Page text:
On the other hand, I think there would be far less concern if Apple would have been a little more forthcoming about the matter. Yes, an executive’s illness would usually be a private affair, but not an executive who has, whether he wants to or not, become the tech industry’s rock star. The ongoing silence simply inflames the situation, and it also encourages the rise of unfounded rumors. You can see, for example, how that fake rumor that Jobs suffered a heart attack a couple of years back caused the stock price to tumble really fast.

In my not-so-humble opinion, Apple would do far better to have provided periodic updates about Jobs rather than single sentence brush-offs. I also rather suspect that his name was attached to the press release about selling more than a million new iPhones in order to restore confidence in the company and reassure everyone that Jobs is back or would be shortly.

On the other hand, a press photo showing a healthy-looking Jobs appearing for his first day of work would do wonders to still the concerns and the unfounded rumors. The way the media works these days, saying nothing only delivers more attention.

Perhaps that’s Apple’s real plan. By being secretive, they simply attract more attention. They don’t have to ask the press to come to them. They’re attracted like flies seeking little tidbits of information and speculation. If that’s the plan, well, they’ve clearly succeeded, for better or worse.

And by the way, I have to wonder about a certain media pundit who wrote an article as to whether Steve Jobs is fit to run Apple. That is the question that should have been asked about the CEOs of certain auto and financial companies instead, since Apple is successful and some of those other companies aren’t.

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10 Responses to “How Much Does Steve Jobs Really Do for Apple These Days?”

  1. Yacko says:

    Look at Apple’s current state of affairs, doing boffo in the middle of a near depression compared to the rest of the computer and mobile industry. This may as well be as good a time as any to start making the transition. Jobs has been building Apple for 10 years. Is it reasonable to expect him to put in another 10 years, when he is in his mid-60’s? I say no, move Jobs into some sort of emeritus guru position, and Apple continues on. Having fathered four children, Jobs may have grandchildren and given his bouts with mortality over the last several years, might want to focus his life on other things. He will always be a cofounder of and sensei to Apple and his thoughts on matters will always be considered strongly, no matter how infrequently he dispenses them.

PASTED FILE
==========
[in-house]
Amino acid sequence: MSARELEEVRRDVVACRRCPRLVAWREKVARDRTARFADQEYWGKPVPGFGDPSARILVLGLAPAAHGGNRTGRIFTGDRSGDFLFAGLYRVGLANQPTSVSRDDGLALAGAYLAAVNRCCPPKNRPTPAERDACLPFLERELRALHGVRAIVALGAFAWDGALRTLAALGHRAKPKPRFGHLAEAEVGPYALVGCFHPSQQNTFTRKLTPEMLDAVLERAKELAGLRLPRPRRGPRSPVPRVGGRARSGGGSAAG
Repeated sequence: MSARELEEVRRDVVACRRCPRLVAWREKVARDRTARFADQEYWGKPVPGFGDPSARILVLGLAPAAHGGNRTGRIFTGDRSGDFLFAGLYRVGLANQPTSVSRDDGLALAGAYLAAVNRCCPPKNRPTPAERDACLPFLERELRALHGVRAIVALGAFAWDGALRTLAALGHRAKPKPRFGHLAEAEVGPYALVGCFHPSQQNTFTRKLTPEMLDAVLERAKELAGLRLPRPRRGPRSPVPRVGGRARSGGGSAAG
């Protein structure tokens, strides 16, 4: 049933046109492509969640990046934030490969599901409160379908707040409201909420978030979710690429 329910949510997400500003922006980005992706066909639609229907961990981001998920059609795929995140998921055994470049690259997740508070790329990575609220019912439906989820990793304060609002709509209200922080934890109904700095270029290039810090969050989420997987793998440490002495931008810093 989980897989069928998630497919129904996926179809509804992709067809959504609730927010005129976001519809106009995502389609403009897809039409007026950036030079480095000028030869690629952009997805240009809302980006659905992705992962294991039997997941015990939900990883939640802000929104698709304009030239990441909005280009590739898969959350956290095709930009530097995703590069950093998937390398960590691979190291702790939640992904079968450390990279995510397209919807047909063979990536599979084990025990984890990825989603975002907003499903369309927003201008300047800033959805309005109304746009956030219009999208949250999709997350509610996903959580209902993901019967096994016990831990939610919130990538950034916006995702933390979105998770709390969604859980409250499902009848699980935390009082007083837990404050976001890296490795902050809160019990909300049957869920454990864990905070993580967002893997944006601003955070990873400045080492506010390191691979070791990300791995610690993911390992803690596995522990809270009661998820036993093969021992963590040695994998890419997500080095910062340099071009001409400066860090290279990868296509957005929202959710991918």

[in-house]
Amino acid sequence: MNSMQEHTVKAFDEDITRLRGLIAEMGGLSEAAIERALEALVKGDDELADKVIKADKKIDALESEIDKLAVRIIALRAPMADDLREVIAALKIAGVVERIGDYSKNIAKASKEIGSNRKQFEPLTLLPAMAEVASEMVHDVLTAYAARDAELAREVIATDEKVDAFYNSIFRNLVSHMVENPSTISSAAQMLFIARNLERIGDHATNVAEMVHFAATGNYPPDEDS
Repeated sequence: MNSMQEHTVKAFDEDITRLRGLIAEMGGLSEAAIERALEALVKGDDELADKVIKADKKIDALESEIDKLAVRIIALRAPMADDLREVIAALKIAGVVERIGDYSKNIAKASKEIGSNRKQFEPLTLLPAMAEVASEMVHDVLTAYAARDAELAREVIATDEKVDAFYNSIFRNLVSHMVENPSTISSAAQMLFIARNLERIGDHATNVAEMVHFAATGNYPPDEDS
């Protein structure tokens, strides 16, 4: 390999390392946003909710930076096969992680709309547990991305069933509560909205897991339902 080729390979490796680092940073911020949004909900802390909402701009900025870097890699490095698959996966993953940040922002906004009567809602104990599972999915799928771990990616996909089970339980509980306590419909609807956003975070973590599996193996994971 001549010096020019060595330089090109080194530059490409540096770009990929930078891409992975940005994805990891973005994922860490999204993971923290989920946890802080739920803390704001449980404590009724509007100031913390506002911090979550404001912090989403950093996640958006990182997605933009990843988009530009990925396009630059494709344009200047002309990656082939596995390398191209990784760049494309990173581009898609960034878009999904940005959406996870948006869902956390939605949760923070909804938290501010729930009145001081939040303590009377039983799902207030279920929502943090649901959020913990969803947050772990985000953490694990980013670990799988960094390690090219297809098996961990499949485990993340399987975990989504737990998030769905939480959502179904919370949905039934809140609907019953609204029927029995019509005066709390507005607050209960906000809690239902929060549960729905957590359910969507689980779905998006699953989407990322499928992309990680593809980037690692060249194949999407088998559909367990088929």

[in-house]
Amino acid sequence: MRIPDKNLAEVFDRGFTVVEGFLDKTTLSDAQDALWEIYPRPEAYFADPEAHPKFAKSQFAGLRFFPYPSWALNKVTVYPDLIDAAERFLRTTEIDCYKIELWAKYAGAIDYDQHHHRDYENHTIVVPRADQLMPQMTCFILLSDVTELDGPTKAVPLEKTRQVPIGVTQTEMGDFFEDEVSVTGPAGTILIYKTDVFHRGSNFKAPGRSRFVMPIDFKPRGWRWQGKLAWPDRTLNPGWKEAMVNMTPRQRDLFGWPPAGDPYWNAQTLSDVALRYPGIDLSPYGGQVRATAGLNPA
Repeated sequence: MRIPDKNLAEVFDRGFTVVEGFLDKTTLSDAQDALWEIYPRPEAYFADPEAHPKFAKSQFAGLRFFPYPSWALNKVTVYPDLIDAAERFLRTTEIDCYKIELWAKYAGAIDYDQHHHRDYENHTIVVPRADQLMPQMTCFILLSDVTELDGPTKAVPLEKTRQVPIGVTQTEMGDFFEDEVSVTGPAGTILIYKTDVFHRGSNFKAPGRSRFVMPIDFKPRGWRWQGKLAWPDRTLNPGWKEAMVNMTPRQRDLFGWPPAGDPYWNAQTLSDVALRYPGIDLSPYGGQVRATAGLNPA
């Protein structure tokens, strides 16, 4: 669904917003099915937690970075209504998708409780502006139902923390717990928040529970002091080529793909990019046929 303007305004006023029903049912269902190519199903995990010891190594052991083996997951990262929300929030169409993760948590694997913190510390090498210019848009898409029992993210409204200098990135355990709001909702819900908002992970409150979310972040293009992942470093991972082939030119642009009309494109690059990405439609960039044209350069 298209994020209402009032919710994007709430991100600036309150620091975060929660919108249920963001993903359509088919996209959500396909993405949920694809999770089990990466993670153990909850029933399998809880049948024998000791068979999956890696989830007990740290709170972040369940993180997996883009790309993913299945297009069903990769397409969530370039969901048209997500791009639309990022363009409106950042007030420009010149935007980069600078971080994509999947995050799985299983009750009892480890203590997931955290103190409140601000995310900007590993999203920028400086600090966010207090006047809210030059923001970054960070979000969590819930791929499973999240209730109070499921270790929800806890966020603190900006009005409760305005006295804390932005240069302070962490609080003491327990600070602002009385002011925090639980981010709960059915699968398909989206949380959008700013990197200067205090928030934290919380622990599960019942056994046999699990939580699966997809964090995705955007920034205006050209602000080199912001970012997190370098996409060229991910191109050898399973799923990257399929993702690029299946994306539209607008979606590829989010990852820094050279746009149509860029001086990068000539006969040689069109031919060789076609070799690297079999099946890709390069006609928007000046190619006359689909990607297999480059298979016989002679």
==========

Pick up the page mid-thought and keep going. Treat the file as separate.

2. John says:

    Steve doesn’t need to do a lot day-to-day but I think his presence in Apple is very important because he has the clout to set the tone and keep Apple on track. Think of what happened after Steve left Apple the first time. This is what happens to good companies when they get bad leadership. Apple still had talented people and great technology during the 90s but they didn’t have the vision. In other cases companies can be taken over by the accountants and lawyers. Not having product vision they focus on the stock price and the cash flow and the product suffers. Steve has made a number of bold decisions that would have happened in a company more focused on the bottom line. Who could have imagined Apple canceling the very popular iPod mini and coming out with the iPod nano? The iPod mini was a top seller. Accountants and lawyers would have wanted to milk that for more cash till sales started to fall. This is the kind of value that Steve brings to Apple. He sets the tone and the direction. For that he only needs to show up at the office from time to time.